When it comes to diversity, what does success look like?

  1. By Ashe Dryden
  2. On March 28, 2014
  3. Tagged diversity

I've been doing this work for a while now, and I get asked rather frequently,

At what point do you think you'll have succeeded? What does success with diversity advocacy look like?

It's a great question. People wanna know when we'll have "won" the battle for diversity. Is it when we hit a certain percentage of women, people of color, LGBTQ people, and other marginalized people in the industry? When we see VCs funding those same groups at similiar rates as they do white men? Or when they're becoming C-level execs at unprecedented numbers? When the attrition rates for marginalized people has dropped dramatically? When everyone is paid equally and has the same career mobility?

The Realities of Time

While I'd definitely love to see all of those things happen, I'm acutely aware of the glacial-like pace of cultural change. I don't know that any of that will happen during my career or even lifetime, as much as I'd like to be here to see it.


And if it does, it will be because a dramatic cultural shift has occurred; after all, it requires we hold ourselves and each other accountable for the roles we play in allowing this kind of behavior to continue. It means all of us recognizing the biases that contribute to things like systemic sexism, racism, homophobia, cissexism, ableism, and xenophobia, but also actively working to counteract those biases.

Right now I see a lot of well-meaning people that respond to studies about bias or articles about discrimination with assertions that those things are terrible!, all the while distancing themselves from them as something that other people do. I hear often that we'd "win more people over" if we'd "stop insinuating that the people to 'blame'" were the ones sitting in the room when we discuss the dearth of diversity. After all, they must be good allies if they're present and listening.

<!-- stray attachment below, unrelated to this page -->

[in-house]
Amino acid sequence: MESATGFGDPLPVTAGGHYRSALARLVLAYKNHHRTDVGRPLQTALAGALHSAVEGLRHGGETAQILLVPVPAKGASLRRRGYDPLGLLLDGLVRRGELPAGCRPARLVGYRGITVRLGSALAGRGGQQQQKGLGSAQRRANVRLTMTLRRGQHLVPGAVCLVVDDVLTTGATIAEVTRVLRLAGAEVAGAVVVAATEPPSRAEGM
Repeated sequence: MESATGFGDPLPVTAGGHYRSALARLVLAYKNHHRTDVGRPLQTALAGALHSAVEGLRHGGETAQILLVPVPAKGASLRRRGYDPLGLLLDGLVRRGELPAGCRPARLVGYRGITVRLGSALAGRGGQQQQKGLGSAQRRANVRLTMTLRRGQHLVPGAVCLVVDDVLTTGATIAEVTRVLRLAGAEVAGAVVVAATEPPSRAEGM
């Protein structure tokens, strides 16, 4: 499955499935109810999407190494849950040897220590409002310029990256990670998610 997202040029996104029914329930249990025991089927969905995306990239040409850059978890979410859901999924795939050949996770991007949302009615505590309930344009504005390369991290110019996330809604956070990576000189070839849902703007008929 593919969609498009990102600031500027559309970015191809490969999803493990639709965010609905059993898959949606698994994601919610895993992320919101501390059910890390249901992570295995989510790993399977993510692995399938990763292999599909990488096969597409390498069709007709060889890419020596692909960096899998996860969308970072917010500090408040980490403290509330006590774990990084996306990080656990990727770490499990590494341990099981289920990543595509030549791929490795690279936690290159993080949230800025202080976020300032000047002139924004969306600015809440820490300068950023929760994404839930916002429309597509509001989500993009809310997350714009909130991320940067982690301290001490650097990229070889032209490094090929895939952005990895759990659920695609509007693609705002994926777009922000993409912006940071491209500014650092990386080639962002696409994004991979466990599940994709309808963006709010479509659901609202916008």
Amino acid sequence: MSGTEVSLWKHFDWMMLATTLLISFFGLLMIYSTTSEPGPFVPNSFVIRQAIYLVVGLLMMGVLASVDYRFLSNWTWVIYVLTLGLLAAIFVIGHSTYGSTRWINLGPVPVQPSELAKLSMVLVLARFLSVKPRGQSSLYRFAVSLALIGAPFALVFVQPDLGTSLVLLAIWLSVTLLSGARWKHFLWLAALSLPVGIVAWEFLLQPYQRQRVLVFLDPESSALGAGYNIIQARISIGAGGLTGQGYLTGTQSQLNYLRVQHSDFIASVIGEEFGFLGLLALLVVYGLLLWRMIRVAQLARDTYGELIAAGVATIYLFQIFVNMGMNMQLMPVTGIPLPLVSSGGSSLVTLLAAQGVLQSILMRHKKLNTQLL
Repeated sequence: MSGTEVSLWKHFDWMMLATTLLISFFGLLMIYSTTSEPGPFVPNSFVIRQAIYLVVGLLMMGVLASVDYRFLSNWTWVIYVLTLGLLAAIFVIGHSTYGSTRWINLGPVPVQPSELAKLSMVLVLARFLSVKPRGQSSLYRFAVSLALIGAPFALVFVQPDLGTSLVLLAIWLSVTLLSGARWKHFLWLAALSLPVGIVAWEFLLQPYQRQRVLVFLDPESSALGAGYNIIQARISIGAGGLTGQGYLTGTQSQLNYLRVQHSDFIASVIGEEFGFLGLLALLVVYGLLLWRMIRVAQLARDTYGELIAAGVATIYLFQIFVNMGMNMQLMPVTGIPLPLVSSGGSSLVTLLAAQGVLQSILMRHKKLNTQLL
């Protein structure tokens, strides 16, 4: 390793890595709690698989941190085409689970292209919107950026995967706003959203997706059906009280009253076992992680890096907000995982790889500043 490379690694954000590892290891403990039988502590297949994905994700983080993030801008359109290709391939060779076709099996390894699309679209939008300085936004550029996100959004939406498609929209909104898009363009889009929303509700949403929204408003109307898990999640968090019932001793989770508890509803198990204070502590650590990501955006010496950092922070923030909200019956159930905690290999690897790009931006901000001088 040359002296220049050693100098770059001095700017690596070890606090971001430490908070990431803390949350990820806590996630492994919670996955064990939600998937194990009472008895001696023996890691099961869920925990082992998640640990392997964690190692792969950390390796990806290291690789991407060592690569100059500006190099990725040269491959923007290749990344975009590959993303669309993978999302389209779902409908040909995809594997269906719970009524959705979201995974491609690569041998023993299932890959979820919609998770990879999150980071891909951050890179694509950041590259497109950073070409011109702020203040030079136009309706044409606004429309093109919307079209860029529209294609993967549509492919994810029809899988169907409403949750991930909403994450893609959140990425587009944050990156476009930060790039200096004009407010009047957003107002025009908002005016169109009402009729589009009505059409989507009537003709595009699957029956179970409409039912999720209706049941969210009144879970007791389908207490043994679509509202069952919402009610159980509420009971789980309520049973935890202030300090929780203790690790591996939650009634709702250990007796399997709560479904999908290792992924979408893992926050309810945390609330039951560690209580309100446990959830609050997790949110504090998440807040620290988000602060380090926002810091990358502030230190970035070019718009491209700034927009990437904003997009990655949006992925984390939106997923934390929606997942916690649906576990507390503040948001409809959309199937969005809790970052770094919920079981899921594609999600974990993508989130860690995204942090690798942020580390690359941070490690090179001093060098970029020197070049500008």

Unfortunately, it's a lot more complicated than that. It's not enough to just be in the room. The greatest challenge we have to overcome is our own lack of self-examination. We believe that the people who do these terrible! things must be terrible people to have done them; that they must be knowingly biased and discriminating against others. This provides an easy out for us: we're not terrible people, the logic goes, and therefore can't be guilty of doing these terrible things

That's absolutely untrue.

We've all been steeped in a culture that drills into us ideas about gender roles, racial stereotypes, and disdain for things to which we can't relate. Whether you want to or not, these things color the way we make decisions, interact, and even the adjectives we use when referring to other people. 

And what's worse, belonging to a marginalized group doesn't mean you won't share negative beliefs about the people in the same group. For instance, women hold misogynistic and sexist ideas in their heads, too, because they were raised in the same society. I've thought sexist things, I've said racist things, I've realized that I've judged people on things they have no control over, I've been ignorant to extra obstacles that need overcoming by people whose situation isn't similar to my own. No one is exempt from this.